MY TAKE: The Sixth edition is a much needed tool for learning on any 10-14 year old’s desk. It’s a more in depth look than the lead-up version—Beginner’s United States Atlas, which I featured last week.

The pages start off with how to use the atlas, a quick but important read to get the most out of the book. Next comes a detailed two-page spread for each of these topics:

  • THE PHYSICAL UNITED STATES
  • Climate
  • Natural Hazards
  • THE POLITICAL UNITED STATES
  • Population
  • People on the Move
  • Energy
  • The National Capital

These initial pages set the stage for the bulk of the work, a detailed account of all 50 states and a briefer look at the 14 territories under U.S. jurisdiction. Each state is given its own two-page spread filled with basic facts. There are also photos and a page of text detailing the history of the area. A map covers the right side showing the necessary detail with cities, town, and interstates.

You can use the Atlas as a reference or read it straight through like I did. Even this veteran of traveling this country learned more than ever imagined. I am now a Geo Whiz with all the information gained. Perfect as a Christmas gift or to buy for yourself, you can’t go wrong with the UNITED STATES ATLAS for kids.

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I received a copy of the book for my honest review.

Blogging about middle grade books or authors next week? Join the celebration:

All you have to do is blog about a middle grade book on a Monday (contests, author interviews, or anything middle grade related also count). Email me the title of the book or feature and a link to your blog at gpcolo[at]gmail[dot]com
Make sure you put MMGM or Marvelous Middle Grade Monday in the subject line so it gets sorted accurately–and please don’t forget to say what book or author you’re featuring) You MUST email me your link by Sunday evening (11 PM Eastern Time) in order to be included in the list of links for the coming Monday.
Thanks for spreading the middle grade love and for being a part of this awesome tradition begun by Shannon Messenger and carried on here at ALWAYS in the MIDDLE! (CLICK HERE FOR PAST MMGM POSTS)
*Please note: these posts are not a reflection of my own opinions on the books featured. Each blogger is responsible for their own MMGM content and I do not pre-screen reviews ahead of time, nor do I control what books they choose. I simply assemble the list based on the links that are emailed to me.
Posted in Middle Grade Book Reviews, non fiction | Tagged , | 3 Comments

MMGM for November 16, 2020

                                                 

Click any 470279to reach a post:

470279At ALWAYS in the MIDDLE I have a review and GIVEAWAY of LORETTA LITTLE LOOKS BACK by Andrea Davis Pinkney and Brian Pinkney.

470279Natalie Aguirre at Literary Rambles has an interview with Summer Rachel Short and a GIVEAWAY of The Mutant Mushroom Giveaway

470279Sue Heavenrich at Sally’s Bookshelf gives us a look at AstroNuts Mission Two: The Water Planet, by Jon Scieszka; illus. by Steven Weinberg.

470279COMPLETELY FULL BOOKSHELF discusses one of the most challenged MG books ever, This One Summer by Mariko Tamaki and Jillian Tamaki.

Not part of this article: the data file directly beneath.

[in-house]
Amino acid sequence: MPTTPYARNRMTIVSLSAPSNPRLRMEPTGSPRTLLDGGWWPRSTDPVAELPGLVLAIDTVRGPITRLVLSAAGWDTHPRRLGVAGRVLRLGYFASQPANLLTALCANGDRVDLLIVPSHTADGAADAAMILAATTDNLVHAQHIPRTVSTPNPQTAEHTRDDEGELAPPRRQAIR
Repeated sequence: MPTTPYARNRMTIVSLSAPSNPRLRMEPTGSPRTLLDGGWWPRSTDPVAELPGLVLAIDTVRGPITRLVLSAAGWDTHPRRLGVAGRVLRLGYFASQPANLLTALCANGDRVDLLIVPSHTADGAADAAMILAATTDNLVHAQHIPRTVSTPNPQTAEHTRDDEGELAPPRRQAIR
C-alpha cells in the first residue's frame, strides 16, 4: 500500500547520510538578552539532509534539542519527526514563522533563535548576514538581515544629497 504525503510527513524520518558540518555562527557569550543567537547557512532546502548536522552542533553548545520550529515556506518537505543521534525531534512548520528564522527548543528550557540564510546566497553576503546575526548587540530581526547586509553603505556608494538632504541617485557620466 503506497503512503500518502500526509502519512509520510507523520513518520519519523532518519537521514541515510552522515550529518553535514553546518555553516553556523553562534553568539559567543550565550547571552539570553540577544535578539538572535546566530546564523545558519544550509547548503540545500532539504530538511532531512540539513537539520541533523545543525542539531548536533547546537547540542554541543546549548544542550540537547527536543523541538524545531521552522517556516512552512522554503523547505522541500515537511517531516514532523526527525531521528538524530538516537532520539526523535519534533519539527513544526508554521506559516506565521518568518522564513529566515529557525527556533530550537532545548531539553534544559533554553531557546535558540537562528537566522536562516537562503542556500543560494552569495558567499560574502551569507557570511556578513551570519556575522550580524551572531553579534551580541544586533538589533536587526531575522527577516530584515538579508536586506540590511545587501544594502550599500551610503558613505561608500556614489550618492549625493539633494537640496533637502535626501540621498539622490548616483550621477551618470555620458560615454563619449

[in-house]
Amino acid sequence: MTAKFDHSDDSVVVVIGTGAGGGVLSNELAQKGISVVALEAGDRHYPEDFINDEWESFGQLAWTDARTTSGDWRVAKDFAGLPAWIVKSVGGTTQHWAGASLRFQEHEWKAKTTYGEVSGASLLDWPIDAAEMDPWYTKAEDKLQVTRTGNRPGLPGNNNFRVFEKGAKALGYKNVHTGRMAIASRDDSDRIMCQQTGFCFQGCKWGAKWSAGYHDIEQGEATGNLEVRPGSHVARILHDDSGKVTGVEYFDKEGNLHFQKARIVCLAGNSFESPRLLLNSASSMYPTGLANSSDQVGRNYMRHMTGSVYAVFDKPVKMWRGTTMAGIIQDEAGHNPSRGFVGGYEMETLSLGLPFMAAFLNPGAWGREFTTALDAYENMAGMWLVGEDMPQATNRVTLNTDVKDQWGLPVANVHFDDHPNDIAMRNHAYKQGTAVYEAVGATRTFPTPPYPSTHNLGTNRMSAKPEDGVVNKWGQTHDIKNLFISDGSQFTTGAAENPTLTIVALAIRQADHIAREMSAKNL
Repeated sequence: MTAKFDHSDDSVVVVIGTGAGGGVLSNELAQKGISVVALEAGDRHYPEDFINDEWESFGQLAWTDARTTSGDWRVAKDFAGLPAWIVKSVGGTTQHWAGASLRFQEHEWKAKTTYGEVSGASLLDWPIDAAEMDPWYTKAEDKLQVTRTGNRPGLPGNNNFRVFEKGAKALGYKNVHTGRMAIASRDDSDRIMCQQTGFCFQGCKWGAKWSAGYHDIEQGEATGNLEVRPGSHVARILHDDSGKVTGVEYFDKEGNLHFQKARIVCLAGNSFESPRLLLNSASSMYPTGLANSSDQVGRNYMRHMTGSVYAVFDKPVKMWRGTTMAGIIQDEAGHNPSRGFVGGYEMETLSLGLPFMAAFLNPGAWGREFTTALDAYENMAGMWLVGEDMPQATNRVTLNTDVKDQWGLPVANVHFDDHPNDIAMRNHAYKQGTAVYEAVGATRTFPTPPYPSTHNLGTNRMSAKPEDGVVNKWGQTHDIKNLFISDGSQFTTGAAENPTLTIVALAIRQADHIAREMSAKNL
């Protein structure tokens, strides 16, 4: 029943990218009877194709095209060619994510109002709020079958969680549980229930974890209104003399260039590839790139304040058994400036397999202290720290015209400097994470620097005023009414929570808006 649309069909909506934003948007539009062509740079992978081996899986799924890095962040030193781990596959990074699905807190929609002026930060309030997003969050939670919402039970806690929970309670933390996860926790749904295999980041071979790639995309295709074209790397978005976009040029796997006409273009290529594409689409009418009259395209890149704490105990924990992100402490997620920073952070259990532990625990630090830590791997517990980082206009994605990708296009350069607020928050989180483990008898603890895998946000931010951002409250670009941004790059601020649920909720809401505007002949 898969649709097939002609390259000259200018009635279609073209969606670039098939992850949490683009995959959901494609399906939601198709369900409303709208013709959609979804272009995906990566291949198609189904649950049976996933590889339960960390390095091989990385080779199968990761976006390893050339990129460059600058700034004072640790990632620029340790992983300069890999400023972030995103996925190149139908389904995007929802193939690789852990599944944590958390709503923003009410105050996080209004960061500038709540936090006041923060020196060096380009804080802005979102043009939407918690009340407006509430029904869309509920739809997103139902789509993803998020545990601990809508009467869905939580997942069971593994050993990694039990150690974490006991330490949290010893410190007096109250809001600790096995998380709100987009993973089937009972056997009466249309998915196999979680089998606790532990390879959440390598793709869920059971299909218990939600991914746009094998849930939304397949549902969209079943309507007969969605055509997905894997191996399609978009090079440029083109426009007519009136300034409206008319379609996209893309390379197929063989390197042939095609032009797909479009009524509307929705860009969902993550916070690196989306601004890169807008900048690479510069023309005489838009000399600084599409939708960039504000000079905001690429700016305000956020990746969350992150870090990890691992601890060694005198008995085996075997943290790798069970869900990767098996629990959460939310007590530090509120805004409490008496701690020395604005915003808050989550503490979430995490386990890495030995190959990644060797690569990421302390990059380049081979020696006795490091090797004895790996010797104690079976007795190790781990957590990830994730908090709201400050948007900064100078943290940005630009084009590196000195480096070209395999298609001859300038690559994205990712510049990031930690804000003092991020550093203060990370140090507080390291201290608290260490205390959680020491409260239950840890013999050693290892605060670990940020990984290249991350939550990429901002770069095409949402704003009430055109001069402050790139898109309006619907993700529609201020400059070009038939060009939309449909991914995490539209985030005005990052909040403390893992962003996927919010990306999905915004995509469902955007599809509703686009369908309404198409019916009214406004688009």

470279Maria Antonia at OF BOOKS, PHOTOGRAPHY, AND TEA is posting about Things Seen from Above by Shelley Pearsall.

470279Patricia Tilton at Children’s Books Heal reviews Chasing Helicity – Through the Storm (Book 3) by Ginger Zee. A thrilling finale to the Chasing Helicity series.

470279Inspired by a previous MMGM post, Susan Uhlig is recommending Gordon Korman’s The Unteachables.

470279Stephanie Robinson at Fairday’s Blog is back with us again and is featuring Unbound: A Novel in Verse by Ann E. Burg.

470279Rosi Hollinbeck has a review of A TALENT FOR TROUBLE by Natasha Farrant. Rosi also shares three helpful links for her writing friends.

470279Karen Yingling at Ms. Yingling Reads always has a great MMGM review. Check it out along with her other features this past week including a look at DON’T JUDGE ME.

If you would like to join in the MMGM fun and get your own spot in the parade, all you have to do is blog about a middle grade book you love on a Monday (contests, author interviews and whatnot also count–but are most definitely not required) and email me the title of the book you’re featuring and a link to your blog at gpcolo (at) gmail (dot) com
(Make sure you put MMGM or Marvelous Middle Grade Monday in the subject line so it gets sorted accurately–and please don’t forget to say what book you’re featuring)
You MUST email me your link by Sunday evening (11 PM Eastern Time) in order to be included in the list of links for the coming Monday.
Thanks for spreading the middle grade love and for being a part of this awesome tradition begun by Shannon Messenger and carried on here at ALWAYS in the MIDDLE! (CLICK HERE FOR PAST MMGM POSTS)
*Please note: these posts are not a reflection of my own opinions on the books featured. Each blogger is responsible for their own MMGM content and I do not pre-screen reviews ahead of time, nor do I control what books they choose. I simply assemble the list based on the links that are emailed to me.